Sony introduced their Move motion controller last year to a fair amount of buzz. While the device arguably had a better launch slate than Kinect, with more than 8 million Kinect sensors sold since its November launch, there’s no question that Microsoft’s revolutionary peripheral trounced the Move at retail. But the device’s chief architect wants to unlock the untapped potential of the innovative wand by going open-source.
Speaking with Ars Technica, Dr. Richard Marks said:
“For a long time I’ve mentioned in my talks that we’d like to let more people innovate with Move. It’s a nice tool. It is made for the PS3, so it’s difficult in that sense for us to let it happen,” he told Ars. “I would really like to see it happen, so all the really creative minds in the labs and the hobbyists can actually play around with it. But as of now, we haven’t announced anything official. But it is something I really want to see happen as soon as possible.”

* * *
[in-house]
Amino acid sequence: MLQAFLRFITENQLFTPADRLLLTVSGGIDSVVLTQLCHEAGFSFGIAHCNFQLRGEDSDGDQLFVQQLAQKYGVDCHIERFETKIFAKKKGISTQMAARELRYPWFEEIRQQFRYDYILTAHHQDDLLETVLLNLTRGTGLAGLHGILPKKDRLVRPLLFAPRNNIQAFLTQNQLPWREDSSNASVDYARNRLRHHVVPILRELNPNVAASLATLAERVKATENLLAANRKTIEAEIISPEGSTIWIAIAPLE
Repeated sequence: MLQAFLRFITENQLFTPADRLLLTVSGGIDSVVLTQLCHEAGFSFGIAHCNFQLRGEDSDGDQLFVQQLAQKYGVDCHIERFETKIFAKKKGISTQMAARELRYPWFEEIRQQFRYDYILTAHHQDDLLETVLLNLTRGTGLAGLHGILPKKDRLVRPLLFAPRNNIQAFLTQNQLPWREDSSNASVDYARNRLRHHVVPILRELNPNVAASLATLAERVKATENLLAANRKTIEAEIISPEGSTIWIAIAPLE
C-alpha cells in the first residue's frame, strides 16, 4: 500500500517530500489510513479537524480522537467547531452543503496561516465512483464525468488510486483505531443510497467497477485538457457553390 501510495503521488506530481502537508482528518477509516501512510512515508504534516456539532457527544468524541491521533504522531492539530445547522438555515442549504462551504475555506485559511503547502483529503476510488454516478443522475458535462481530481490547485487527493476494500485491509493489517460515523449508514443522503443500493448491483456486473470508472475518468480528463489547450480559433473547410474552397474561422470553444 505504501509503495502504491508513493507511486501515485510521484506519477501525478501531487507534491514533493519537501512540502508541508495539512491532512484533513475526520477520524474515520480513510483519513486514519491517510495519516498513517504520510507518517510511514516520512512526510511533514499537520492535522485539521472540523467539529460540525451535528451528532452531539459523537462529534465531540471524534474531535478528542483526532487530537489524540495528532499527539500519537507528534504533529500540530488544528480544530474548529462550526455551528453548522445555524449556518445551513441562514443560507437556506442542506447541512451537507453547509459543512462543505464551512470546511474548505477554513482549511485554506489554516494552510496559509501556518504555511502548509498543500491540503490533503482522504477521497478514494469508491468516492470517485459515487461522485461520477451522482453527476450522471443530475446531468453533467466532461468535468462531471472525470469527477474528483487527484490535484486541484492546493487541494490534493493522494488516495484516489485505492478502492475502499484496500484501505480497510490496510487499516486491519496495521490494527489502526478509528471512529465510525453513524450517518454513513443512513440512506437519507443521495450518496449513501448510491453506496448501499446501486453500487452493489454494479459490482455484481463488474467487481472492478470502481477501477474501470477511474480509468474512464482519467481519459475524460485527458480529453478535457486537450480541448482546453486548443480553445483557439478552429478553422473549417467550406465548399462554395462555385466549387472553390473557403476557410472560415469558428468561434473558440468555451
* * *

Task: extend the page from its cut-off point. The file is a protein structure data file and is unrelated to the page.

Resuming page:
A lot of the attention that Kinect’s garnered has been on the strength of alternative uses that programming enthusiasts have put it to. If Sony sanctioned the release of drivers and dev software for the Move, it’d be an abrupt shift for a company that currently in the throes of a legal battle against hackers who’ve opened up the PS3’s software protections. Marks’ remarks make it seem like But, even if Sony made the full suite of Move programming tools available for the curious, it’d earn the company a lot of good will. It might even generate independent development of some promising games.